Film Highlight: A Walk into the Sea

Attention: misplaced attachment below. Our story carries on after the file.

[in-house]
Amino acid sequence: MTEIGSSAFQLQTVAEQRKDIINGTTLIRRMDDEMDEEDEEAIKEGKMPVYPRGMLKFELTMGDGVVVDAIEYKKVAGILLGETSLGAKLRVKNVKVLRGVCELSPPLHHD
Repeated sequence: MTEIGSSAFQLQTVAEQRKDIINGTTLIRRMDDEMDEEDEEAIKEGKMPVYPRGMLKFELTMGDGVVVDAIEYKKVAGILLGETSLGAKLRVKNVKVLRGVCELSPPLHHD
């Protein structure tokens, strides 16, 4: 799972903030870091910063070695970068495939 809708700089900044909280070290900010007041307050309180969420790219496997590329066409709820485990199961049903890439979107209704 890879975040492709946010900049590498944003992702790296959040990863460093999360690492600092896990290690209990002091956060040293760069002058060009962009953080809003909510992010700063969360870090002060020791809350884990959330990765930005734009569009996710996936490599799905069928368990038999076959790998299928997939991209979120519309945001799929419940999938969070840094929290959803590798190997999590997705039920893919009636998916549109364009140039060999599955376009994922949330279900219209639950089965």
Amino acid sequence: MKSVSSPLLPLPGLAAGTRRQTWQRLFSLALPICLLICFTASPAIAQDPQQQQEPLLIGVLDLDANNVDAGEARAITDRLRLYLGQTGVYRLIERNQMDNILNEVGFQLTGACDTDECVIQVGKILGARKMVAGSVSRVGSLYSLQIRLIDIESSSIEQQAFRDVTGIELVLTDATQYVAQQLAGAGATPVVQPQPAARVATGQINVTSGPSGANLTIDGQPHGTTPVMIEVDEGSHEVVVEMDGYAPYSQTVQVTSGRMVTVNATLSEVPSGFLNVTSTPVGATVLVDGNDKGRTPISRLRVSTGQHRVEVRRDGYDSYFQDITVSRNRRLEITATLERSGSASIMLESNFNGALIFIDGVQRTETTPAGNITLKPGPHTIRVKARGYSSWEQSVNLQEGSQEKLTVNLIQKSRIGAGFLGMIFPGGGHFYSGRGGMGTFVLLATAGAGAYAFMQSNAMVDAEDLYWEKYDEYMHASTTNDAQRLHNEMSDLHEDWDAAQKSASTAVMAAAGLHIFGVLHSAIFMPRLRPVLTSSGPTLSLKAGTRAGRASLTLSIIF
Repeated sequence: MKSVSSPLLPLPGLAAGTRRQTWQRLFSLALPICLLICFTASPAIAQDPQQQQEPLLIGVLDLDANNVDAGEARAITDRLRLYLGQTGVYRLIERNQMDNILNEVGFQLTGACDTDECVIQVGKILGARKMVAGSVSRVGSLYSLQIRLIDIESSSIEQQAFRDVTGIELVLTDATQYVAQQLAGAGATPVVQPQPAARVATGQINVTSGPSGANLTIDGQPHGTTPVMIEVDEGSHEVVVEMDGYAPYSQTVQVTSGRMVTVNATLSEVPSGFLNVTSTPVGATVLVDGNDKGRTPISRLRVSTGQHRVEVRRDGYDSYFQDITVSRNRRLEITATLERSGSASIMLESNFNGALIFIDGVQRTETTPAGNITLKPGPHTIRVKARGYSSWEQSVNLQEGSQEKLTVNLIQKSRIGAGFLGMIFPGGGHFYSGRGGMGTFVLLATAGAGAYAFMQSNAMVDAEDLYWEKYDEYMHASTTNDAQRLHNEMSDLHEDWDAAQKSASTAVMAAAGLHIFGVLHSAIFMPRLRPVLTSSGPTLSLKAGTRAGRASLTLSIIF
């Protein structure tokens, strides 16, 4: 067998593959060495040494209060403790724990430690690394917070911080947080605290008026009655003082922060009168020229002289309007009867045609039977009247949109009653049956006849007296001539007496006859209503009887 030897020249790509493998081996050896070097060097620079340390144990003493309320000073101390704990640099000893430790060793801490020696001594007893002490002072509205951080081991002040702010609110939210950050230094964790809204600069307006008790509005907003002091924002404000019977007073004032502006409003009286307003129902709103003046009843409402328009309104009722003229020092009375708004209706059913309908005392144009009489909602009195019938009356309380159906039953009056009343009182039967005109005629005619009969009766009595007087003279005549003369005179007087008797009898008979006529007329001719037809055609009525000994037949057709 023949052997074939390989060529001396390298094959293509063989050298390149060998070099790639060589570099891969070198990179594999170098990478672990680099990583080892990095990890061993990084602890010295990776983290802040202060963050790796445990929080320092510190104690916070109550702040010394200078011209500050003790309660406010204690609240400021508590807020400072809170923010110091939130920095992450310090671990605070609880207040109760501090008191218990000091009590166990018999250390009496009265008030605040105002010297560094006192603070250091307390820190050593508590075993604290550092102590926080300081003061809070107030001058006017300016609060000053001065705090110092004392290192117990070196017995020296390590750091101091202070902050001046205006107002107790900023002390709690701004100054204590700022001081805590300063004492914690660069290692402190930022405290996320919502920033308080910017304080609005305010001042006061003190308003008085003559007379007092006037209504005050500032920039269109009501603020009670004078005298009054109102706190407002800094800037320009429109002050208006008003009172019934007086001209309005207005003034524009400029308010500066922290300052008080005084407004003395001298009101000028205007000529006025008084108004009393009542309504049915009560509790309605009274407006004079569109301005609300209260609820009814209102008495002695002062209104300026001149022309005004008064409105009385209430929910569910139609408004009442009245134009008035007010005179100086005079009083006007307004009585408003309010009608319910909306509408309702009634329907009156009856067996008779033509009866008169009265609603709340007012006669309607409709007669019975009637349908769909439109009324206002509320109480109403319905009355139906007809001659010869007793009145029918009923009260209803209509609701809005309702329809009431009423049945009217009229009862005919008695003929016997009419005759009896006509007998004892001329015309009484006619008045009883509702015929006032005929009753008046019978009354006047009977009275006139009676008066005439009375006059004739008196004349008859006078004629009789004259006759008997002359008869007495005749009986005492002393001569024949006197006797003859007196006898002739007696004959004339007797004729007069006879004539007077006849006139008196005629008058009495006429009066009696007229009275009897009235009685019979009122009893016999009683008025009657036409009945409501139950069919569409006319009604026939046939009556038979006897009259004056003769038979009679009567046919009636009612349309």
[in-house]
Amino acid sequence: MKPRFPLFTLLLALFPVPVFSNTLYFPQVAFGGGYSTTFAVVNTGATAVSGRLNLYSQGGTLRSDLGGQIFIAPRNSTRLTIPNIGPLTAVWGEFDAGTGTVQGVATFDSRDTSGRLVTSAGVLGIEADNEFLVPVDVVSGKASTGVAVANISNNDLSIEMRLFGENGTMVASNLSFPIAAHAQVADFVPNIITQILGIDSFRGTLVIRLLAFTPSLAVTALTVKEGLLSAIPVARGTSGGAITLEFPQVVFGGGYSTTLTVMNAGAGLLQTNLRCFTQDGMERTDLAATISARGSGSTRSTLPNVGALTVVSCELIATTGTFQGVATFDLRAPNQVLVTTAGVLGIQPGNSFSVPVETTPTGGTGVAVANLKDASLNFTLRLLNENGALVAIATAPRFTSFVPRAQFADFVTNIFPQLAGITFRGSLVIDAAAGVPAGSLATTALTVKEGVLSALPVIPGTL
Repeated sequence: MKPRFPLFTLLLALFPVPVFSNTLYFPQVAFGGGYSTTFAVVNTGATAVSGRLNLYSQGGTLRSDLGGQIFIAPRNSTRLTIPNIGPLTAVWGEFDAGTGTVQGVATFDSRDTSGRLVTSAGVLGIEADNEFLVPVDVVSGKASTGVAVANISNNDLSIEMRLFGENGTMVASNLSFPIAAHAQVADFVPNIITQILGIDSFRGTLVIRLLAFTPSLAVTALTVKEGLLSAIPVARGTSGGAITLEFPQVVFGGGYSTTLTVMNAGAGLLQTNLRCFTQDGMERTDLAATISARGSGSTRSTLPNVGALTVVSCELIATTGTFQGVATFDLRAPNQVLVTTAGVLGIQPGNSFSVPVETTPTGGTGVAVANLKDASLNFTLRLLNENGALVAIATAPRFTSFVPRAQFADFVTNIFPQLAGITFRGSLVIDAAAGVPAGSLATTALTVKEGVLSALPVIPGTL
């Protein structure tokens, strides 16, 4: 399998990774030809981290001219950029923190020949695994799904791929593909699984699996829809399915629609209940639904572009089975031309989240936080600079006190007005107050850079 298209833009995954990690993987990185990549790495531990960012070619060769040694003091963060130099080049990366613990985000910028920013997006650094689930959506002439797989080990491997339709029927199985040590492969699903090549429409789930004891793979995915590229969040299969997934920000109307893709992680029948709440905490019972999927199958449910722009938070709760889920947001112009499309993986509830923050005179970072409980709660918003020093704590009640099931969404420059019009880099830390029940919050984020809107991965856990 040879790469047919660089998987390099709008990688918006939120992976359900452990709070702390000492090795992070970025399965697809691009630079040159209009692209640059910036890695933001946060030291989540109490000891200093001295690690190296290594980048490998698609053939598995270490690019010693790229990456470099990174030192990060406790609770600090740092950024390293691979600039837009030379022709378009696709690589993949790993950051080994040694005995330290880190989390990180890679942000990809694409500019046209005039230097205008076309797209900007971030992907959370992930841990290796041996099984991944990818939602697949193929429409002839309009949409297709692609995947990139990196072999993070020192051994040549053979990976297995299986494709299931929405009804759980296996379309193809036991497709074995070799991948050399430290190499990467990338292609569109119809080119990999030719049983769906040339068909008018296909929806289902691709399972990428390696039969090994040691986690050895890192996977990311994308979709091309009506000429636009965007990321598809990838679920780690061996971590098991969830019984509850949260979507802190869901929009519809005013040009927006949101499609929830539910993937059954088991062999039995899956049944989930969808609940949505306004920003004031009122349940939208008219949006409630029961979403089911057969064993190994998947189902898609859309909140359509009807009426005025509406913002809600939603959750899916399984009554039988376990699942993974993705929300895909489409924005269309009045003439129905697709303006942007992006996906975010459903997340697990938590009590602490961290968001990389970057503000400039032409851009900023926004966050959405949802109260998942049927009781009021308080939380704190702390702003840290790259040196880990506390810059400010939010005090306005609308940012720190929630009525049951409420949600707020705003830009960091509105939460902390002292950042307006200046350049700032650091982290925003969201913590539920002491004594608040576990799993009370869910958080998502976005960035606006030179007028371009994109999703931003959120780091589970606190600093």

Andy Warhol's Factory produced many cultural icons, including Edie Sedgwick and the Velvet Underground, but the hyper-creative, drug-fueled, often cultish environment was home to many lesser-known but equally intriguing talents, some of whom survived and others, like filmmaker Danny Williams, who died too early, denied an opportunity to define their role in the blurred realm of myth and memory. Director Esther Robinson (a St. Paul native who produced Alive TV in the mid-1990s) is Williams's niece, and in this well-crafted documentary she turns to some of the Factory's legends (Brigid Berlin, Paul Morrissey, Billy Name) as well as her own family—particularly grandmother Nadia—to discover who her Uncle Danny really was. A Harvard grad lured to New York in the early 1960s, Williams was likely Warhol's lover, but he was best known for the trippy light shows he created for VU's Exploding Plastic Inevitable show. During a visit home to Massachusetts, Williams disappeared, his car abandoned by a seaside cliff. His work as a groundbreaking filmmaker is largely unrecognized. Robinson's doc reveals an artist ahead of his time who recorded the Warhol superstars at their most luminescent. The film is also effective in busting the Factory legend, exposing the petty rivalries and confidence-killing cliques. Morrissey emerges as a Williams detractor who remains faithful to Warhol, while others, including documentarian Al Maysles, generously reveal Williams's significance. His works are defined by startling black-and-white contrast and, though silent, they pulsate and shimmer with the energy of their time. Clearly Williams, whose death remains unsolved, was more than a mere Warhol hanger-on, and this doc provides an opportunity to learn more about his talent. Robinson will be on hand to introduce her film.
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